Gov. Scott: The CBO "Estimates The Law Will Reduced The Number Of Jobs By A Net 800,000 Within 10 Years." In a Tampa Tribune op-ed, Gov. Rick Scott wrote: "The Congressional Budget Office estimates this law will reduce the number of jobs by a net 800,000 within 10 years, which doesn't even count the temporary spells of unemployment the law will create." [Tampa Tribune, 3/23/11]

Sen. Hatch: Americans Are Surprised That "They've Lost 800,000 Jobs" Because Of The Health Care Law. Appearing on Fox and Friends, Sen. Orrin Hatch said: "They're surprised that they're -- they've lost 800,000 jobs. They not only have not created jobs, they've lost 800,000." [Fox News, Fox and Friends, 3/23/11]

FACT: Health Care Reform Doesn't Kill Jobs

CBO Report Says Health Care Law Will "Reduce The Amount Of Labor That Workers Choose To Supply." From a CBO report discussing the health care law:

The Congressional Budget Office (CBO) estimates that the legislation, on net, will reduce the amount of labor used in the economy by a small amount — roughly half a percent — primarily by reducing the amount of labor that workers choose to supply.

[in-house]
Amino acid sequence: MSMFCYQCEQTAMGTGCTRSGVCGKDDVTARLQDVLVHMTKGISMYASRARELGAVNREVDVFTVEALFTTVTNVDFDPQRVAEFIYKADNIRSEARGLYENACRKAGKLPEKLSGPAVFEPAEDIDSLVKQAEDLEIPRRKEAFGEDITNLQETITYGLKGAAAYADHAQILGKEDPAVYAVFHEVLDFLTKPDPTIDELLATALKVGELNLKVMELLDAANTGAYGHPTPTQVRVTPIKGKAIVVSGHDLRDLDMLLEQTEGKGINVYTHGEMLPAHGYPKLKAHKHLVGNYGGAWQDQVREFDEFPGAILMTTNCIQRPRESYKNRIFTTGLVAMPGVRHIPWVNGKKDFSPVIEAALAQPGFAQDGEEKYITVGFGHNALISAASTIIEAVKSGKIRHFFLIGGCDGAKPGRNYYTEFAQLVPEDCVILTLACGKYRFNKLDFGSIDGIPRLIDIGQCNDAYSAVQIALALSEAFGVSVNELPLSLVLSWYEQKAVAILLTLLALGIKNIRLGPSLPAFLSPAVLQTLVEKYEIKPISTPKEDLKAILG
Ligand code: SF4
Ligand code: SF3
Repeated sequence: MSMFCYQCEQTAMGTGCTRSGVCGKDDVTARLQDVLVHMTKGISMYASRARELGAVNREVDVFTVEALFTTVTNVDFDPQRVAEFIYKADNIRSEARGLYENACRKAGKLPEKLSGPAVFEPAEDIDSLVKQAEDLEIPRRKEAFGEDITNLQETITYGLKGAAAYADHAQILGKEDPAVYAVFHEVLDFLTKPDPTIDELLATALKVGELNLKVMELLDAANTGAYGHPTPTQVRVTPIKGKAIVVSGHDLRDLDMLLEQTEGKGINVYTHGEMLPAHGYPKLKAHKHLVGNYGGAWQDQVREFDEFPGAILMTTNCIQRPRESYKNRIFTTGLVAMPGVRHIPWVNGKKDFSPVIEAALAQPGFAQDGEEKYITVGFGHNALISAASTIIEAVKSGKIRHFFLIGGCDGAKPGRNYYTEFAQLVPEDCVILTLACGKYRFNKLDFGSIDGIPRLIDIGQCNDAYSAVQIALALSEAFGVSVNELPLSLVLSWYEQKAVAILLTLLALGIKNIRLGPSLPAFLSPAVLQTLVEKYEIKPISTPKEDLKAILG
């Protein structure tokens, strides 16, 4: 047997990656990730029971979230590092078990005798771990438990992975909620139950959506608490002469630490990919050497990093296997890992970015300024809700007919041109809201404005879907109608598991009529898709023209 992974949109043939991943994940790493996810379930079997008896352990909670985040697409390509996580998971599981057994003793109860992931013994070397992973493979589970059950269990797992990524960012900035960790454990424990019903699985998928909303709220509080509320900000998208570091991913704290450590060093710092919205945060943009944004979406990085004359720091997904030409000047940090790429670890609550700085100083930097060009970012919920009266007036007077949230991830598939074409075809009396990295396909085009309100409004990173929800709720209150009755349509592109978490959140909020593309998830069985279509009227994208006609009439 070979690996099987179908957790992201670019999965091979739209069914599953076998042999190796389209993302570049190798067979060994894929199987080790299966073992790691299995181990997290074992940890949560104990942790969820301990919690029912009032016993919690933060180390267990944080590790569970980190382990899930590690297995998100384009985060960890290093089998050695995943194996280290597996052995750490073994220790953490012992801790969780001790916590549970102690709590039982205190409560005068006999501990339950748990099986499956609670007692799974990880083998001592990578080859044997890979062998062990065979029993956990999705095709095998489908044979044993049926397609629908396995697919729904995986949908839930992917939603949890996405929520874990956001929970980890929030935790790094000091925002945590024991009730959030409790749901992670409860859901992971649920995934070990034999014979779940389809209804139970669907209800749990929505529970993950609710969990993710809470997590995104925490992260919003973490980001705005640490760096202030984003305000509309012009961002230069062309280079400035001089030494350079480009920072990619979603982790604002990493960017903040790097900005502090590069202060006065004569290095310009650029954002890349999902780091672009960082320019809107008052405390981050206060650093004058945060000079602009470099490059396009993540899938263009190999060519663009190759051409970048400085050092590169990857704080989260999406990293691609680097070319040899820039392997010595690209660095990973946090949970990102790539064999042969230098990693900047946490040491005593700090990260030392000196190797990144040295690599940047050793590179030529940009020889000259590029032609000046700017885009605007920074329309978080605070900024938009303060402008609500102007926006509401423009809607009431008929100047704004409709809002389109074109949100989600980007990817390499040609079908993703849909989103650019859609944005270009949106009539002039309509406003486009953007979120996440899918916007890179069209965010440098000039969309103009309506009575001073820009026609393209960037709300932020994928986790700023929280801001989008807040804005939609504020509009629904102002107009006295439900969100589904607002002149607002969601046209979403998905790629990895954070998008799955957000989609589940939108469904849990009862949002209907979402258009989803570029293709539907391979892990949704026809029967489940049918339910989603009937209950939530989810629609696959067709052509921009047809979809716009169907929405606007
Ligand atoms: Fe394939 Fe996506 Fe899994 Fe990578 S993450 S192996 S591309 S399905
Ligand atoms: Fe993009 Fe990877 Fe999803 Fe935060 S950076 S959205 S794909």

[CBO, The Budget and Economic Outlook: An Update, August 2010, emphasis added]

AP: Republican Distortion Of CBO Is "A Story Of How Statistics Get Used And Abused."  From the Associated Press:

[The GOP] cites the 650,000 lost jobs as Exhibit A, and the nonpartisan Congressional Budget Office as the source of the original analysis behind that estimate. But the budget office, which referees the costs and consequences of legislation, never produced the number.

What follows is a story of how statistics get used and abused in Washington.

What CBO actually said is that the impact of the health care law on supply and demand for labor would be small. Most of it would come from people who no longer have to work, or can downshift to less demanding employment, because insurance will be available outside the job.

"The legislation, on net, will reduce the amount of labor used in the economy by a small amount -roughly half a percent- primarily by reducing the amount of labor that workers choose to supply," budget office number crunchers said in a report from last year.

That's not how it got translated in the new report from Speaker John Boehner, R-Ohio, and other top Republicans.